Family is the most important agent of socialization; school comes in second reinforcing
social orders. School is also broadens our knowledge of society and this gives us a new
perspective of society, it helps us acculturate to new concepts, methods or ritual, as well
as capabilities. School also helps us understand our role to play based on gender. It
assigns certain behaviors, action, and expression
unique to each gender.
How has technology (computer, cell phone, email, & TV) influenced the socialization
It is a double edge sword, which can bring h families together that is otherwise away.
Keep you well informed of events taking place in time. This can also be a bad thing
because it exposes a person to all the bad events in life. It replaces our
face to face
interactions and removes the intimacy of our interactions. In early century it would have
not affected children at all until probably when reaching the teens years. However, it is
not the case nowadays. We see children being subdued by the screen of a phone or a
tablet, to allow parents to run errands undisturbed. It weakens their emotional bonds.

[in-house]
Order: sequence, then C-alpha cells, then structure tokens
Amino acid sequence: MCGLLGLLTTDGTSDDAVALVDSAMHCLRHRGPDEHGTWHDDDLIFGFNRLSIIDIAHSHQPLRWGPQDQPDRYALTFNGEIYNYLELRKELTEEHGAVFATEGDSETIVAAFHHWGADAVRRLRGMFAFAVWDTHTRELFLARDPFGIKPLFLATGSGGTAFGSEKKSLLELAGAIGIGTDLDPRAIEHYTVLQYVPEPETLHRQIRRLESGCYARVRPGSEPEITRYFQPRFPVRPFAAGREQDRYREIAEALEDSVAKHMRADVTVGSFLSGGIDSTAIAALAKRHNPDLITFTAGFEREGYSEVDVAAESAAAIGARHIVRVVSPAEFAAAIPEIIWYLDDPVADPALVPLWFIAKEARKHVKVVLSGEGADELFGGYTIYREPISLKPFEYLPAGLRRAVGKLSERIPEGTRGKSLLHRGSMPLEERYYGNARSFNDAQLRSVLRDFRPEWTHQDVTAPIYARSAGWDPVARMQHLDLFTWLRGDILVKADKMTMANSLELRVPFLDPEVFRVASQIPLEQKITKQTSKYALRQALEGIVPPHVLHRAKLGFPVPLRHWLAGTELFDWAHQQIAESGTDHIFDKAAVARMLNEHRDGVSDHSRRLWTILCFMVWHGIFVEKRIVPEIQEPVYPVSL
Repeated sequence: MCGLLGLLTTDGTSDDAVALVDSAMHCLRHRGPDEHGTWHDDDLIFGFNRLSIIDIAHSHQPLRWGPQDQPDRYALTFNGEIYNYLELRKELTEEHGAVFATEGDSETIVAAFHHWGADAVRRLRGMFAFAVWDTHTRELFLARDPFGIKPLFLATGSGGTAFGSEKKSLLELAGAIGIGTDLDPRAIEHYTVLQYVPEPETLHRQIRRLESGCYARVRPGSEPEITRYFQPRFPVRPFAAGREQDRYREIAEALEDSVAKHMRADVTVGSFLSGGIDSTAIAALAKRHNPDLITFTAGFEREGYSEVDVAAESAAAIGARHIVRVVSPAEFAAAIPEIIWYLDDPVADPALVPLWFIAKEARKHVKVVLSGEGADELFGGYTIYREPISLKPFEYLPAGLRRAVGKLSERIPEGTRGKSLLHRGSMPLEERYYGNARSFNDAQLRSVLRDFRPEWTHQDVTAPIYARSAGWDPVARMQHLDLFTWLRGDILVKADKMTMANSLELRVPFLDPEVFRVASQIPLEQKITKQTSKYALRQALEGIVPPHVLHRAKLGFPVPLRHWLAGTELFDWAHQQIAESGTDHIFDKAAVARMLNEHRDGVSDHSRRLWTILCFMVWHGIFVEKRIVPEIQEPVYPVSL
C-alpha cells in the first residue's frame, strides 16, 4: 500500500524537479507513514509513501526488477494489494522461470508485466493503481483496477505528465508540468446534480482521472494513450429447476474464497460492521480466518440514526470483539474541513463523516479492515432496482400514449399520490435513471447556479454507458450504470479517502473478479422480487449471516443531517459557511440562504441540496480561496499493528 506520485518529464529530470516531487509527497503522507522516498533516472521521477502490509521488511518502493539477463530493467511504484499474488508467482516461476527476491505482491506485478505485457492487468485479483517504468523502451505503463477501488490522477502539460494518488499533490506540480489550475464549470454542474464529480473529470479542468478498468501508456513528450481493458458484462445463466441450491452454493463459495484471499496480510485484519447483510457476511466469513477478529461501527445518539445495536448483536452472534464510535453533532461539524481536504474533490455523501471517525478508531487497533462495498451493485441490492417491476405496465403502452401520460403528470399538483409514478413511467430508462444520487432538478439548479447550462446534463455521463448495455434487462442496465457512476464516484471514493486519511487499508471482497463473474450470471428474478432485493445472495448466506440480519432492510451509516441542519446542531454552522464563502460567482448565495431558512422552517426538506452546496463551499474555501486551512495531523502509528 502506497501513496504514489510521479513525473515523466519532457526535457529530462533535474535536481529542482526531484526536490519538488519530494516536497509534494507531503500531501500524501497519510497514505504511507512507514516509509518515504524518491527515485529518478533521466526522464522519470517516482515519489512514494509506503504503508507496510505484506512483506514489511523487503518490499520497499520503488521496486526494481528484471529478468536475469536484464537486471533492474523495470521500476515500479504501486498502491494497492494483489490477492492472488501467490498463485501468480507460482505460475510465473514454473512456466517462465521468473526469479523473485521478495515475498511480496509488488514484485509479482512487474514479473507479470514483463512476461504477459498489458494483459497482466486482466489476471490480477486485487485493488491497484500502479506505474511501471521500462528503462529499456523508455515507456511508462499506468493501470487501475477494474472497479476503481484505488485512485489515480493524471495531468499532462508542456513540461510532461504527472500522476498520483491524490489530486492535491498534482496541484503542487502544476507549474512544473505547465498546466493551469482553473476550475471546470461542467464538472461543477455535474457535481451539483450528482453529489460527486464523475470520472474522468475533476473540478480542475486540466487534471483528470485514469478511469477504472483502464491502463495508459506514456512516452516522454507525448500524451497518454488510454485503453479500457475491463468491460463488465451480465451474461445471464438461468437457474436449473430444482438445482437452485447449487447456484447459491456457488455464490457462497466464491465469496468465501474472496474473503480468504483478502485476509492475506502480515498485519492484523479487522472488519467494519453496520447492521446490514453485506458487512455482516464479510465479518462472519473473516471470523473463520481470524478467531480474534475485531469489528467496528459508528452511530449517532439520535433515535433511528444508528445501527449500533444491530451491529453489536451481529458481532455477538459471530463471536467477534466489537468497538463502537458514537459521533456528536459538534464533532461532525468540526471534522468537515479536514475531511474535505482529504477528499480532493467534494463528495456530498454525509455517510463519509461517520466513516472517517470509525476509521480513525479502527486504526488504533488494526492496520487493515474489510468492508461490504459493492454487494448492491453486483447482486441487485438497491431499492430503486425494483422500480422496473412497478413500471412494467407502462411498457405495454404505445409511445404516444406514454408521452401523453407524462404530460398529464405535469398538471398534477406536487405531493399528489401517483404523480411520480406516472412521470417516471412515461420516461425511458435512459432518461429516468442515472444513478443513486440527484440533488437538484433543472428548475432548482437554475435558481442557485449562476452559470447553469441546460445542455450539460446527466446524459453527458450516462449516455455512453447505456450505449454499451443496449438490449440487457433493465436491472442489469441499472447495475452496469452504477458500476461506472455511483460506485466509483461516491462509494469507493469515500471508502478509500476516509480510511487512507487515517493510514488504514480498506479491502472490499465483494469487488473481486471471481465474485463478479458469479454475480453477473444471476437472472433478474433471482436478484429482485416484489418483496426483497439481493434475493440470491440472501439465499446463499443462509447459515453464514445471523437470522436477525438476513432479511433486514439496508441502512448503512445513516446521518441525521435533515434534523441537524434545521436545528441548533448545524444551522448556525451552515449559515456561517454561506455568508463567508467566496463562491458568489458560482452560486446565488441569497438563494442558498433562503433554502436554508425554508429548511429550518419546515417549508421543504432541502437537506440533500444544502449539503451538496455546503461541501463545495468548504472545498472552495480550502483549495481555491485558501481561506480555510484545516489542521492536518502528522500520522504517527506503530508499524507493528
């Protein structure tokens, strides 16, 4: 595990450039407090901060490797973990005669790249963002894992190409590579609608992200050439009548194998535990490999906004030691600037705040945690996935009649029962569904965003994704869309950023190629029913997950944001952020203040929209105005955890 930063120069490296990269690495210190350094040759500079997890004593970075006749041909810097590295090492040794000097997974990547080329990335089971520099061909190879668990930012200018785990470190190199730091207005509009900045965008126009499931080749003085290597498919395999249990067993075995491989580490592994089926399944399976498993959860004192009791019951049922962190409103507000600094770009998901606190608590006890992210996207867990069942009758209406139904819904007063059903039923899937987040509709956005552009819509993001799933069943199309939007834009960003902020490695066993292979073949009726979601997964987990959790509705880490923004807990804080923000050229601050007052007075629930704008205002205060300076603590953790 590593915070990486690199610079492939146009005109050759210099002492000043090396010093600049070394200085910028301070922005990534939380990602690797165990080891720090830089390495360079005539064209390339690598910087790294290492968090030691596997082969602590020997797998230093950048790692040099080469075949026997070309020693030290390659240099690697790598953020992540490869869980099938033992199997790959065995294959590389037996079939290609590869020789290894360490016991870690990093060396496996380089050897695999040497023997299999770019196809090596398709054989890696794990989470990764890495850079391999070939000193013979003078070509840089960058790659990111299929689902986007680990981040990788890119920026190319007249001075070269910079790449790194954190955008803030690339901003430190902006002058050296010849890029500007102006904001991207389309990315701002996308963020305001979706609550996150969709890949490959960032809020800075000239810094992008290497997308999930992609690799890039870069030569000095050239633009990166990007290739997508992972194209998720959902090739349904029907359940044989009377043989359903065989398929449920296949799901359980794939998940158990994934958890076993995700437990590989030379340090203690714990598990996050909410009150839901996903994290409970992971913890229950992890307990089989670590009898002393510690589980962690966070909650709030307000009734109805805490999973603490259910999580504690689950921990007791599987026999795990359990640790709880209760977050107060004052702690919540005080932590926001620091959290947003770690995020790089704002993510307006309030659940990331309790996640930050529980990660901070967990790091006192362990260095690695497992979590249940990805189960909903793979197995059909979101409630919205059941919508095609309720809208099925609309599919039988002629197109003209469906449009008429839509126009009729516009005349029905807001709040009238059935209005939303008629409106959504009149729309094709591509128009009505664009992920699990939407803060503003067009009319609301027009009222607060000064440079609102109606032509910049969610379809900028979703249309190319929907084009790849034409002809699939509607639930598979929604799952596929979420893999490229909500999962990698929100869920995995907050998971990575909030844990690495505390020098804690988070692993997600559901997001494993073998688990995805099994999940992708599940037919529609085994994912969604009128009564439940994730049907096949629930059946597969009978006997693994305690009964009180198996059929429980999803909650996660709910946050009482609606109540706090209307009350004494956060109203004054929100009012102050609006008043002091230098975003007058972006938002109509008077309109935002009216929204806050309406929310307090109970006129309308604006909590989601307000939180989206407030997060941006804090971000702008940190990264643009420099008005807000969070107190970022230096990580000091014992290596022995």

5. What are total institutions?
An institution that regulates all aspects of a persons life. Examples: Prision, army, etc.
Identify Goffmans four traits of total institutions.

a)All aspects of life are conducted in the same place under the control of the
single authority.(witt,84)
b) Activities take place with peers in the rank or situation.
c) The activities take place without consent of the participants.
d) The purpose of the institution is to reinforce its purpose. The person sheds its
individuality and adopts the notions of the institutions.
Discuss how a degradation ceremony is used to mortify ones sense of self.